The Big Dipper Sports Arena in Fairbanks, Alaska was a conversion project of dramatic proportions. In 1968 a crew of volunteers disassembled and moved a World War II airplane hangar from Tanacross to Fairbanks (200 miles) where the structure was to become a covered skating rink. The project was headed by the dedicated high school coach, Hez Rey, and a crew of enthusiastic high school students and volunteers from unions with equipment loaned by construction firms. The building, when reassembled, was as it had been before the move, a crude, unheated shell. After more than a decade (1981), a major renovation project was undertaken for a cost of $6.9 million. The structural framework and roof of the original building was retained, saving approximately one million dollars, while the remainder was demolished.
The Arctic Winter Games were held in Fairbanks for the first time in March 1982. Design and construction schedules were accelerated so the Big Dipper would be ready for use and Fairbanks could provide excellent facilities for this event.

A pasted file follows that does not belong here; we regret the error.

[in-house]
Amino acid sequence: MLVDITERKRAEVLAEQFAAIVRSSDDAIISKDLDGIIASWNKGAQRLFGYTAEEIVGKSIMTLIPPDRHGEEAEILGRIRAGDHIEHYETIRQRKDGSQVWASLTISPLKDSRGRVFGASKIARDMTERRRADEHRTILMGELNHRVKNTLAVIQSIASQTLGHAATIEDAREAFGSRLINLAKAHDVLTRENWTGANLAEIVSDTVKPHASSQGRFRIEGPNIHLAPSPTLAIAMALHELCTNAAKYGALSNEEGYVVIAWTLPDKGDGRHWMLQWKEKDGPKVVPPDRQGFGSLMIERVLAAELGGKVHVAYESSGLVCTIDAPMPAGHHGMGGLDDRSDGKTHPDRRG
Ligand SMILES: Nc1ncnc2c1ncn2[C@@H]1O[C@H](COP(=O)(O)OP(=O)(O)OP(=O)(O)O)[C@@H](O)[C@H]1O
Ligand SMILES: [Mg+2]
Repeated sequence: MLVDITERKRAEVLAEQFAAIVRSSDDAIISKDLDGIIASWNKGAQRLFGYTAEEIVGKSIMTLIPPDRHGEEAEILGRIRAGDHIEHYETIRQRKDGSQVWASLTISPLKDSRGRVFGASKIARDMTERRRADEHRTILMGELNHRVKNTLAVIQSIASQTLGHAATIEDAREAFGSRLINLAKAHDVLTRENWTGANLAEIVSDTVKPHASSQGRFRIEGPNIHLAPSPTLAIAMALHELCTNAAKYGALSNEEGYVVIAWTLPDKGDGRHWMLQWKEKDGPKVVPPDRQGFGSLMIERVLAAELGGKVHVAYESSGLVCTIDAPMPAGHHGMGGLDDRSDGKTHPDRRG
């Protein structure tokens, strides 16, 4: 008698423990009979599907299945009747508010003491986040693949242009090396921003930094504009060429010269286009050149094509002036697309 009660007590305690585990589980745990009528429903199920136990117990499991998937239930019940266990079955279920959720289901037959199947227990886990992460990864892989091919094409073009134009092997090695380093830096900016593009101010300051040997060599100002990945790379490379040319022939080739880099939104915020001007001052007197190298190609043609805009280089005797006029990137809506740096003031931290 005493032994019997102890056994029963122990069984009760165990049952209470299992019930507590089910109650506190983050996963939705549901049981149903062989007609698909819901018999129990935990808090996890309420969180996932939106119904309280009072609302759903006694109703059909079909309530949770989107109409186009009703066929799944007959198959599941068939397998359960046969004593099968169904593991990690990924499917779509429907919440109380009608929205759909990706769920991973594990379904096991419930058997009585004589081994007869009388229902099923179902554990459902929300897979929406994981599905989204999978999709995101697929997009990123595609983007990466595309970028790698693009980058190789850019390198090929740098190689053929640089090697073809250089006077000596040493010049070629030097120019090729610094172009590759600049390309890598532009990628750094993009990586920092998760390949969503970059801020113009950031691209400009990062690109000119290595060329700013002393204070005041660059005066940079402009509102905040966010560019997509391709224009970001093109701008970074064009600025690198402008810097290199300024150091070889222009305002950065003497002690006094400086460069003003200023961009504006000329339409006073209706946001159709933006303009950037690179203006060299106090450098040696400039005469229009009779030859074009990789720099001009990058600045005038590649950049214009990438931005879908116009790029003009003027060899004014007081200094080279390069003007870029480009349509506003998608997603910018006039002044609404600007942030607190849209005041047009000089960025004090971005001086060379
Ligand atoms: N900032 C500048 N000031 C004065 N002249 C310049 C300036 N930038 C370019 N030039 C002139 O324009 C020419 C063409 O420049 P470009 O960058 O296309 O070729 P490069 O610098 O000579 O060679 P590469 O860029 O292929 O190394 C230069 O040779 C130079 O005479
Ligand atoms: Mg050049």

The Big Dipper has an oil-fired heating system. A heat recovery system captures heat from the ice rink refrigeration system, heat which would normally be wasted to the atmosphere and uses the captured heat to temper toilet, locker room and shop exhaust make-up air; to heat the arena space; to heat the soil under the ice rink and prevent it from freezing; and to melt ice machine surfacing shavings. Ventilation and cooling are provided by an economizer cycle fan system. Refrigeration for the ice sheet is provided by a direct refrigeration system. The facility is fully sprinklered and handicapped accessible.